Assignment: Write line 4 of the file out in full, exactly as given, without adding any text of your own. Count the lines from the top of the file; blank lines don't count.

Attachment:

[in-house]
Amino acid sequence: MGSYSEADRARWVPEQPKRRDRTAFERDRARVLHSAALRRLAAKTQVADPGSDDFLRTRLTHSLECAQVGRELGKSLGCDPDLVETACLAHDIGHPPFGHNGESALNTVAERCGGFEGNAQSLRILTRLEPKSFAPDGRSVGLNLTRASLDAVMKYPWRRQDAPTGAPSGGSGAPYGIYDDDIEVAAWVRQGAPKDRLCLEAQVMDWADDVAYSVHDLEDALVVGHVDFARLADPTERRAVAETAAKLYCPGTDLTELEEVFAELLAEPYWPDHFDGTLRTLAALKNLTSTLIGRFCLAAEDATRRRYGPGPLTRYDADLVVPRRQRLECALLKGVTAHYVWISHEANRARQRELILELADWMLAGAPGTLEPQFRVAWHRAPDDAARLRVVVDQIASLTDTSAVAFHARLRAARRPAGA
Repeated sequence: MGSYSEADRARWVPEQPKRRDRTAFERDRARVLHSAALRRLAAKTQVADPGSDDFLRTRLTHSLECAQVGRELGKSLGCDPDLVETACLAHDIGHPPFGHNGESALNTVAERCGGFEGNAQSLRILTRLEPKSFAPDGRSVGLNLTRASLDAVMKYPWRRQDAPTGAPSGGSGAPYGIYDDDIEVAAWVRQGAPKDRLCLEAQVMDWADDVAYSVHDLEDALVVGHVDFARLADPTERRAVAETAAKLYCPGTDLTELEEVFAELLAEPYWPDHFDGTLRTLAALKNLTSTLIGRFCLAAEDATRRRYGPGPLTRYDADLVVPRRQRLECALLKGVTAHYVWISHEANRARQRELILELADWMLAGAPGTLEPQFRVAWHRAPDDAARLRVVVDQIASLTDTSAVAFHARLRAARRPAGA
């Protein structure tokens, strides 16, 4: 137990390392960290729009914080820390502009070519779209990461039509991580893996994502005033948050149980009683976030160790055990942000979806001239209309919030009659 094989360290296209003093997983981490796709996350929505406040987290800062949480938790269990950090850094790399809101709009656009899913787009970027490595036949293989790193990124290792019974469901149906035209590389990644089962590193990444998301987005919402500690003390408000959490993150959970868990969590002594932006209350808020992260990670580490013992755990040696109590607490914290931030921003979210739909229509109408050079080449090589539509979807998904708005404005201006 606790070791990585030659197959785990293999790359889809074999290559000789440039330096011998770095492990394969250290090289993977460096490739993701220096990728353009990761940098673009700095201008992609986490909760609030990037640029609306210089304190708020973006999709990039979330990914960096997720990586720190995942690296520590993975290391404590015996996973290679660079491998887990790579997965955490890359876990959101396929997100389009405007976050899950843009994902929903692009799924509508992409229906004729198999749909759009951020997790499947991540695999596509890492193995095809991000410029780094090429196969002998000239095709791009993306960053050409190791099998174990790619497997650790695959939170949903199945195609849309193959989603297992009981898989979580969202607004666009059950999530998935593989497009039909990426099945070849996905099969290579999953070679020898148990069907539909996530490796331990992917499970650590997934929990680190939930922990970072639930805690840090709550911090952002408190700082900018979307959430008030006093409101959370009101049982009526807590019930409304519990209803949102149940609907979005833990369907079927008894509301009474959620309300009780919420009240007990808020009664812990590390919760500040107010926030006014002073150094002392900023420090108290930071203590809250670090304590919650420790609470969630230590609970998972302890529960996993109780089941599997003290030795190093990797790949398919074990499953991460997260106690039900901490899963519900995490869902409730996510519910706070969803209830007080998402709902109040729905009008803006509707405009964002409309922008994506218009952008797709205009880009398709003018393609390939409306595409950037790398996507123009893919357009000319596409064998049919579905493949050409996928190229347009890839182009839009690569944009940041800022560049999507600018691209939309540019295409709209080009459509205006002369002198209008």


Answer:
């Protein structure tokens, strides 16, 4: 137990390392960290729009914080820390502009070519779209990461039509991580893996994502005033948050149980009683976030160790055990942000979806001239209309919030009659 094989360290296209003093997983981490796709996350929505406040987290800062949480938790269990950090850094790399809101709009656009899913787009970027490595036949293989790193990124290792019974469901149906035209590389990644089962590193990444998301987005919402500690003390408000959490993150959970868990969590002594932006209350808020992260990670580490013992755990040696109590607490914290931030921003979210739909229509109408050079080449090589539509979807998904708005404005201006 606790070791990585030659197959785990293999790359889809074999290559000789440039330096011998770095492990394969250290090289993977460096490739993701220096990728353009990761940098673009700095201008992609986490909760609030990037640029609306210089304190708020973006999709990039979330990914960096997720990586720190995942690296520590993975290391404590015996996973290679660079491998887990790579997965955490890359876990959101396929997100389009405007976050899950843009994902929903692009799924509508992409229906004729198999749909759009951020997790499947991540695999596509890492193995095809991000410029780094090429196969002998000239095709791009993306960053050409190791099998174990790619497997650790695959939170949903199945195609849309193959989603297992009981898989979580969202607004666009059950999530998935593989497009039909990426099945070849996905099969290579999953070679020898148990069907539909996530490796331990992917499970650590997934929990680190939930922990970072639930805690840090709550911090952002408190700082900018979307959430008030006093409101959370009101049982009526807590019930409304519990209803949102149940609907979005833990369907079927008894509301009474959620309300009780919420009240007990808020009664812990590390919760500040107010926030006014002073150094002392900023420090108290930071203590809250670090304590919650420790609470969630230590609970998972302890529960996993109780089941599997003290030795190093990797790949398919074990499953991460997260106690039900901490899963519900995490869902409730996510519910706070969803209830007080998402709902109040729905009008803006509707405009964002409309922008994506218009952008797709205009880009398709003018393609390939409306595409950037790398996507123009893919357009000319596409064998049919579905493949050409996928190229347009890839182009839009690569944009940041800022560049999507600018691209939309540019295409709209080009459509205006002369002198209008």